But, with World War II ra­ging in Europe, Al­bert Kiss­ling couldn’t move in to the dam­aged fact­ory build­ing.

“He just couldn’t do any­thing with it un­til the war was over,” said the grand­son. “All the steel was be­ing used in the war.”

Fol­low­ing Richard Kiss­ling’s re­tire­ment in 1994, the com­pany sold its pre­pack­aged meat plant nearby to a former em­ploy­ee, but the sauerkraut plant has grown stead­ily over the years.

In its early days, the fact­ory pro­duced about 10,000 pounds of sauerkraut every two or three weeks; by the late 1980s, the fact­ory pro­duced about 80,000 pounds a day.

Now, Mark Kiss­ling said, the fact­ory pro­duces about 130,000 cases a year — about 2.5 mil­lion pounds of sauerkraut — and it goes through some­where between 1,600 and 1,700 tons of cab­bage in the pro­cess.

In fact, Kiss­ling makes so much sauerkraut that it isn’t even al­ways sold un­der the Kiss­ling name; the product is sold un­der dif­fer­ent la­bels in a vari­ety of stores throughout the mid-At­lantic.

Head in­to a Winn Dixie — a south­ern su­per­mar­ket chain — and buy a bag of the store’s kraut, and you’re really buy­ing Kiss­ling’s.

Of course, you don’t have to go to Alabama to get Kiss­ling’s. Be­sides be­ing avail­able at loc­al gro­cery stores, it’s the filling ad­ded to the sauerkraut pierogi made by Port Rich­mond’s Pol­ish Good­ness.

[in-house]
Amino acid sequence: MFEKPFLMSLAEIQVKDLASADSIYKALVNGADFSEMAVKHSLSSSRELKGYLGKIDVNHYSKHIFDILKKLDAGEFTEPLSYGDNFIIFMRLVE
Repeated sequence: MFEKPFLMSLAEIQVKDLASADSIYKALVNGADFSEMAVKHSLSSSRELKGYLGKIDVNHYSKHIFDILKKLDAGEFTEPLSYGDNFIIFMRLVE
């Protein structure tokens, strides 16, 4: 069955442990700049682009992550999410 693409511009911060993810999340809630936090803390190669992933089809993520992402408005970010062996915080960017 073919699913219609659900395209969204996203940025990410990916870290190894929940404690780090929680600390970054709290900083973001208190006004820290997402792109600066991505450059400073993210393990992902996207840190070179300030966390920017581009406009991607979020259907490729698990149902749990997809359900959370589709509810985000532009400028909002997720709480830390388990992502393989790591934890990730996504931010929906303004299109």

Kiss­ling’s is also a must-grab con­di­ment if you’re stock­ing up on the famed smoked kiel­basa at the 73-year-old Czerw’s smoke house, loc­ated at 3370 Tilton St. 

Mark said that in these past dec­ades, the pro­cess for mak­ing the sauerkraut has changed little.

The fact­ory now em­ploys about 15 people — most Fishtown res­id­ents — who take the cab­bages that are brought in from a farm in up­state New York, peal off the out­er lay­er of leaves, and core the leafy cab­bage heads.

These are then sliced, salted and put in­to vats that can hold up to 38,000 pounds of sauerkraut.

De­pend­ing on the tem­per­at­ure, the tubs can fer­ment in months or as little as a few days.

“If we were cut­ting today, I’d have sauerkraut in about 10 days,” he said dur­ing 100-de­gree heat. “But, in Janu­ary, when it’s colder, it could take about four months.”